The grim reports coming in from Kaspersky Labs, a Russia-based antivirus firm is that cybercriminals have been able to steal more than $2.3 million in the second quarter of 2018 and this has been done with the help of crypto scams. It is shocking to see such a high amount and that too in one quarter. Phishing and spamming have been the two major areas of concern as they can get sensitive information from crypto traders.
The ploy is simple enough. There is a honey-trap that traders are falling into. Cybercriminals are attracting investors with promotional giveaways that are hard to ignore. Investors are being lured with such offers and they are giving away their popular cryptocurrencies in exchange for the offer. This is allowing the criminals to get confidential information from the traders that are being used to steal millions of dollars in every transaction.
It is mostly the unsuspecting investors that are being fooled every time so that they give up valuable information of their crypto wallets. This is almost like giving away your bank passcode to a stranger. Kaspersky has put up a detailed view of how the cybercriminals are mopping the floor up. They are not asking for crypto wallet information directly. Instead, they are posing as if there is a new project where initial coin offerings are being initiated. Investors who want to gain early access to the event are buying the tokens. This is accumulating a huge amount of money in the name of ICO that the criminals are collecting when there is no event or anything.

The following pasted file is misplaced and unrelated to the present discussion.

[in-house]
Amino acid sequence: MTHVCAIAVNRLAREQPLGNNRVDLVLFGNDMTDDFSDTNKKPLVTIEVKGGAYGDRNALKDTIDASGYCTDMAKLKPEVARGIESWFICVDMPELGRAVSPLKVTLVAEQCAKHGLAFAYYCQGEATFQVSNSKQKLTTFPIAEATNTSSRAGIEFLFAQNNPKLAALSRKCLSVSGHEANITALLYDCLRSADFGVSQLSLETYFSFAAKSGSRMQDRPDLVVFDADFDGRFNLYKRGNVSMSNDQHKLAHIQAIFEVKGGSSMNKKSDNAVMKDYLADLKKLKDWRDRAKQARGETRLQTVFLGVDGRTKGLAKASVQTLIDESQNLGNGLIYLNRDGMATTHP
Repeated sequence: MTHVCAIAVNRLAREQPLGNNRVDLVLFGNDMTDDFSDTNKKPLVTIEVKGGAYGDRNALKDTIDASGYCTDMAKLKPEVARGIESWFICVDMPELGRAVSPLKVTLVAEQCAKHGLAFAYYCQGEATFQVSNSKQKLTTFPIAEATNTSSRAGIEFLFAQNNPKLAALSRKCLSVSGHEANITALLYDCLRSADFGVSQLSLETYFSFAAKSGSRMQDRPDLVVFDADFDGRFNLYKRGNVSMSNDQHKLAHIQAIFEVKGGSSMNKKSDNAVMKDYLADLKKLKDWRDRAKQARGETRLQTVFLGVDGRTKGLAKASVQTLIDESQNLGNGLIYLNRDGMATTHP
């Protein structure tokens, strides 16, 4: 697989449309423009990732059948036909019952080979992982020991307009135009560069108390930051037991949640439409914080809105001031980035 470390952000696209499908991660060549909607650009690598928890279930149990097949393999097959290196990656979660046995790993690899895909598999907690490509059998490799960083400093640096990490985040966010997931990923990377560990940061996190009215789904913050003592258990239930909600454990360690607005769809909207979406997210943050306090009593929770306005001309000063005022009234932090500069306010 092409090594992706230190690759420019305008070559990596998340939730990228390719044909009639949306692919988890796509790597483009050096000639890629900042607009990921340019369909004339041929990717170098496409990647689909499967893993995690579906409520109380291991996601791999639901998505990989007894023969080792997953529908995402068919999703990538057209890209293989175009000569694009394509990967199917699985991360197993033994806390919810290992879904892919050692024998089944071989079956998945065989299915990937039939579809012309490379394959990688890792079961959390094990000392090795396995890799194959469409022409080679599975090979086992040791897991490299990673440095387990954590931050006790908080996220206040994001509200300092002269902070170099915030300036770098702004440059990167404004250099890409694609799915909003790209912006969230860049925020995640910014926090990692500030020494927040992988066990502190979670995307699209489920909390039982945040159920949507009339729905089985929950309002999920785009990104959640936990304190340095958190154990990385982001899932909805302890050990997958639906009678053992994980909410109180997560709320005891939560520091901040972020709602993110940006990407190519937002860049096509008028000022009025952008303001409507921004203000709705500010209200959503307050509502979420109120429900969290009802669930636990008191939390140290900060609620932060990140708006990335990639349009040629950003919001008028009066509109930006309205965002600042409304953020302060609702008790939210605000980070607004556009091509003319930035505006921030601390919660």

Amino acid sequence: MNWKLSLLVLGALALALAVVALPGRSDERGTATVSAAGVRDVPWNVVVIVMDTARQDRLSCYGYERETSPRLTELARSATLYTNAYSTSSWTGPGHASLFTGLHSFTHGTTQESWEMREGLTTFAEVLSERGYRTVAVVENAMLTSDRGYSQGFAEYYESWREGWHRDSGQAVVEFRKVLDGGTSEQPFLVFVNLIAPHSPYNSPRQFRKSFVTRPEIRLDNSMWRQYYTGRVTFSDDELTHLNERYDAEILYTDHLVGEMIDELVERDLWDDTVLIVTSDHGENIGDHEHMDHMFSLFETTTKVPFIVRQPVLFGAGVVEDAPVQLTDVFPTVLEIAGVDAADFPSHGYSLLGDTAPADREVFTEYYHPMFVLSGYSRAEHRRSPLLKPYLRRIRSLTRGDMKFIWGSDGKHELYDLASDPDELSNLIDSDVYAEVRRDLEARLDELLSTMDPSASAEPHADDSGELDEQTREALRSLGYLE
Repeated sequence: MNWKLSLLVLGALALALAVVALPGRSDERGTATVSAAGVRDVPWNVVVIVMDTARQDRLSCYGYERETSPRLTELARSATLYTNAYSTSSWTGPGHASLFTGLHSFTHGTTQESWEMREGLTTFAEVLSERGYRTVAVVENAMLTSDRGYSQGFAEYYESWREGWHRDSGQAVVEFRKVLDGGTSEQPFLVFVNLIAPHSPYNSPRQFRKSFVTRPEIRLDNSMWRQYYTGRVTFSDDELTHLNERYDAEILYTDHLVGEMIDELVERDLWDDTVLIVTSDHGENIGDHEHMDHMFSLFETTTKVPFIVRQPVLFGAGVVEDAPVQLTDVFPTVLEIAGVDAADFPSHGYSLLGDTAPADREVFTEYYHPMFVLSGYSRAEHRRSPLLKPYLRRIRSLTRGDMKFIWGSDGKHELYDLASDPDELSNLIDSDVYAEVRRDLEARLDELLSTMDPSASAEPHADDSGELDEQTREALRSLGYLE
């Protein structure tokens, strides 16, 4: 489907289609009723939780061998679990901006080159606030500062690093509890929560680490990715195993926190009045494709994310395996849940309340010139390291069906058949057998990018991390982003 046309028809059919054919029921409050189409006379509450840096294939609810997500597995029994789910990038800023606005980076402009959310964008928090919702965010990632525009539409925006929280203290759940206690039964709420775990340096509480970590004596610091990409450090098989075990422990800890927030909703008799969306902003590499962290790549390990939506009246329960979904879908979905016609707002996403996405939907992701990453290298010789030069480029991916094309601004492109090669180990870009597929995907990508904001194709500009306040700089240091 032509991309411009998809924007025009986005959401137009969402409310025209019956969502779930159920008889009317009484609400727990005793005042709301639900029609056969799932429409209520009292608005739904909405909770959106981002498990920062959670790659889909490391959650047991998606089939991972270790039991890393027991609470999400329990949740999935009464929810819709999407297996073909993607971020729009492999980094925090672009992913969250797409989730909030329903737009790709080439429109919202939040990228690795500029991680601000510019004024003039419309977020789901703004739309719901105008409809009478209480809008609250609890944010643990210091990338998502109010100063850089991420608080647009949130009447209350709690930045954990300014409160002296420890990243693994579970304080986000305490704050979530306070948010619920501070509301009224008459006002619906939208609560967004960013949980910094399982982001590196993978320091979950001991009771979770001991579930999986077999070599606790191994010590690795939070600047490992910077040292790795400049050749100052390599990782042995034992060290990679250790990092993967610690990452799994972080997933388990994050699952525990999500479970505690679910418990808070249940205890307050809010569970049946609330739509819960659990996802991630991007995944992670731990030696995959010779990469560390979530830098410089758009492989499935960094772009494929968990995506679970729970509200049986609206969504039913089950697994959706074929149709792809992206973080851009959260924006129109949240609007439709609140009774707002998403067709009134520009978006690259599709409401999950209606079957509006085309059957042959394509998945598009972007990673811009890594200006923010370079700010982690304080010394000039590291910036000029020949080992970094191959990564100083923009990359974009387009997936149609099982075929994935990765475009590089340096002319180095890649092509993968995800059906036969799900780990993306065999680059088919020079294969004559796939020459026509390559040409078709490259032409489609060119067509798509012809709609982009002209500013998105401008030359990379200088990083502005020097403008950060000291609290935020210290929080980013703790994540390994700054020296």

Although the introduction of Bitcoin Trader software has come as a respite for many but the scammers are focusing on Ethereum for phishing. One of the reasons why cybercriminals have chosen Ethereum as their primary goal is that the ICOs attract more funds through the ETH platform. Plus, investors have the greed to gain early access to events. This is becoming their path to losing more money than ever.
The trend is not just limited to the trading platforms. Duo Security also came up with reports that the scammers have taken on to Twitter to circulate fake crypto giveaways. They have also found that as many as 88 million Twitter accounts are using a certain technique that involves machine learning to train a classifier bot. Here also, the ploy was simple.
They used almost 200 new tweets from each of the accounts and trained the bot to circulate fake competitions that will allow the users to impersonate some of the popular names in the crypto industry. This made the competition look real and traders believed in the competitions that led them to use their crypto wallets without a second thought. The bots that originated from these competitions could identify the accounts that had a lot of importance in the crypto industry. As a result, it became easier for the scammers to target the ones who could easily be fooled by the fake giveaways instantly.